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Good morning. It’s James Keller in Calgary.

A Supreme Court of Canada ruling involving an Alberta First Nation has made it easier for Indigenous communities to obtain court-ordered subsidies to pay for legal challenges against the government.

The court ruled 9-0 that even though the Beaver Lake Cree Nation has millions of dollars at its disposable and more than a dozen active oil wells on its territory, it can still argue that it needs financial help because those resources need to be spent on other pressing needs. The ruling cited the need for “mutual respect and reconciliation.”

The Globe’s Sean Fine reports that the ruling sets a precedent that First Nations have a right to determine their own spending priorities and establishes principles for deciding such cases. In its ruling, issued last Friday, the court says First Nations can argue that they must spend their money on pressing needs such as housing, safe water and education and, because of that, cannot afford to fund a costly legal challenge.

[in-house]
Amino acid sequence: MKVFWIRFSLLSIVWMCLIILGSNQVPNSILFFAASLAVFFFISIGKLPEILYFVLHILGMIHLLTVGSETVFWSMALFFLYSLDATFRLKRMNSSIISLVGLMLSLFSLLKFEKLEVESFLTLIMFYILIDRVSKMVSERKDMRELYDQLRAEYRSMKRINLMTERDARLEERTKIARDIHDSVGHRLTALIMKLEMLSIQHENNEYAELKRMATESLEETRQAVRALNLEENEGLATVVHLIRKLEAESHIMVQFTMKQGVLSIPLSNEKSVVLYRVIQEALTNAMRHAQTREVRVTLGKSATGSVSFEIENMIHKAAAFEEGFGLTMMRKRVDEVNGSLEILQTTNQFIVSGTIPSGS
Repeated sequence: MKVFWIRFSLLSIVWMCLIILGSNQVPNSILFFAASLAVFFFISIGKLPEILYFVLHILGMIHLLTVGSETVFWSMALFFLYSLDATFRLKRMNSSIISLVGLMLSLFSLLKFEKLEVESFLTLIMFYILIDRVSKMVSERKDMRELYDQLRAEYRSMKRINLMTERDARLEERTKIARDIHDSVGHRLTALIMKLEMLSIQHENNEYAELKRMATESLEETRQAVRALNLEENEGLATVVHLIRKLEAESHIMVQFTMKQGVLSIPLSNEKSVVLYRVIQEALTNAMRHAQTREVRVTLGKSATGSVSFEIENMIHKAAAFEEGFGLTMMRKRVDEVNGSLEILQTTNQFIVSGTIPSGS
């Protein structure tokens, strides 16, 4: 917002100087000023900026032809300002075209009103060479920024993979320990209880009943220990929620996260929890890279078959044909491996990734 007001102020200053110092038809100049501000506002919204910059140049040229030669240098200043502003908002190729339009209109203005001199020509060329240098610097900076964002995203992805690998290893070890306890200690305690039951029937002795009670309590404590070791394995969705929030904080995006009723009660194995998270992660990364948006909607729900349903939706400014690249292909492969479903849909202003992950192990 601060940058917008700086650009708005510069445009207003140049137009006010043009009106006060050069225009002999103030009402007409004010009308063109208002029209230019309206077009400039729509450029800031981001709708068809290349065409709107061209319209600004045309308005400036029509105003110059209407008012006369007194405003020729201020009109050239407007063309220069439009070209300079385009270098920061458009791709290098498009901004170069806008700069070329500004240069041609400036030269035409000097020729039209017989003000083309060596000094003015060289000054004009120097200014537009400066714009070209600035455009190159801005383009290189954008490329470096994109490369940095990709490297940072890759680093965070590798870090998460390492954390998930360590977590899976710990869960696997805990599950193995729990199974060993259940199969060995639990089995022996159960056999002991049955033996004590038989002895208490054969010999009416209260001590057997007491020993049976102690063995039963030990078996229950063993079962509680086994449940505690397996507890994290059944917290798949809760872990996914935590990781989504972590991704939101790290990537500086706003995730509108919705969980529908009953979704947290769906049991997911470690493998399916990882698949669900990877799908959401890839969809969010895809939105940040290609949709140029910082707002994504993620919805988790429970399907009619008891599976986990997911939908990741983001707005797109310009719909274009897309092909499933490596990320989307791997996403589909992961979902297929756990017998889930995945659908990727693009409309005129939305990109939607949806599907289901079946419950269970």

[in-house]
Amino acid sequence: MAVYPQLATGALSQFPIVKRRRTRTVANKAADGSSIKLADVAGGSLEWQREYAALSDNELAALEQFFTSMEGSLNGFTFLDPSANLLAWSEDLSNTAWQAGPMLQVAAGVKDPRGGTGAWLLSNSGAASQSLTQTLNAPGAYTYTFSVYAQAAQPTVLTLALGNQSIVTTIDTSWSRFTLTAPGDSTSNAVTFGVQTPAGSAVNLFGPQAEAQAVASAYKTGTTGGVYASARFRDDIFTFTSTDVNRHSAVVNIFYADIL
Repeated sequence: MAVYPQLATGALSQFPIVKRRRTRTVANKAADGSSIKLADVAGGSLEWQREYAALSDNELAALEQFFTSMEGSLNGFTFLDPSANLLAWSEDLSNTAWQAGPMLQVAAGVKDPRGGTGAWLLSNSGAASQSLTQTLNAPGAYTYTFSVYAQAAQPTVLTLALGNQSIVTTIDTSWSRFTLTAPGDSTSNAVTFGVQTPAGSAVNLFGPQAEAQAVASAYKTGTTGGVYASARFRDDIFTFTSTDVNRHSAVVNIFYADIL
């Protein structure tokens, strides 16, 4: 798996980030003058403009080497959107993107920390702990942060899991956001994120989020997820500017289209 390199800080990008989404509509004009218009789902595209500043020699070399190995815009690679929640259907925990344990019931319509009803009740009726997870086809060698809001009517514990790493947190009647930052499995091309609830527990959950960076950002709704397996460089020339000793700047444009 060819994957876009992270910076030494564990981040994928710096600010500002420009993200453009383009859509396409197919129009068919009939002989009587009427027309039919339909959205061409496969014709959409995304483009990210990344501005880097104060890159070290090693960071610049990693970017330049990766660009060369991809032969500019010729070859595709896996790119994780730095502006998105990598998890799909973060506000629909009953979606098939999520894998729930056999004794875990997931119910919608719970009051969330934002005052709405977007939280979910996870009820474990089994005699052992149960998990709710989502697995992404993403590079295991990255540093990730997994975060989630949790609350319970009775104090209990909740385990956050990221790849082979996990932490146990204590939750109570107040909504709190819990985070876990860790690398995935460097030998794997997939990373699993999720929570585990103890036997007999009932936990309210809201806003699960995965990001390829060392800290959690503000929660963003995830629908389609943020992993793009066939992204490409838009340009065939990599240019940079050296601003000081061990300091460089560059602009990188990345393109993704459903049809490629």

Beaver Lake Cree Nation, a community of 450 residents located more than 200 kilometres northeast of Edmonton, filed a lawsuit against the Alberta and federal governments in 2008, alleging that the province violated its treaty rights by allowing its lands to be used for resource and industrial development. That activity, Beaver Lake argued, compromised its traditional way of life.

The case won’t reach trial until 2024 and Beaver Lake estimates its legal costs will amount to $5-million.

The Supreme Court stopped short of awarding the Beaver Lake Cree Nation advanced costs to fund its lawsuit. Rather, the court sent the matter back to a lower court to determine that issue.

The court said judges should award advanced costs in only “rare and exceptional” cases, but that they must take into account the context in which First Nations are making decisions about where to spend their money.

“Reconciliation requires a court to consider the pressing needs of a First Nation government applicant from its perspective as a government that sets its own priorities and is best situated to identify its needs,” Justice Russell Brown of Alberta and Justice Andromache Karakatsanis of Ontario wrote for the court.

This is the weekly Western Canada newsletter written by B.C. Editor Wendy Cox and Alberta Bureau Chief James Keller. If you’re reading this on the web, or it was forwarded to you from someone else, you can sign up for it and all Globe newsletters here.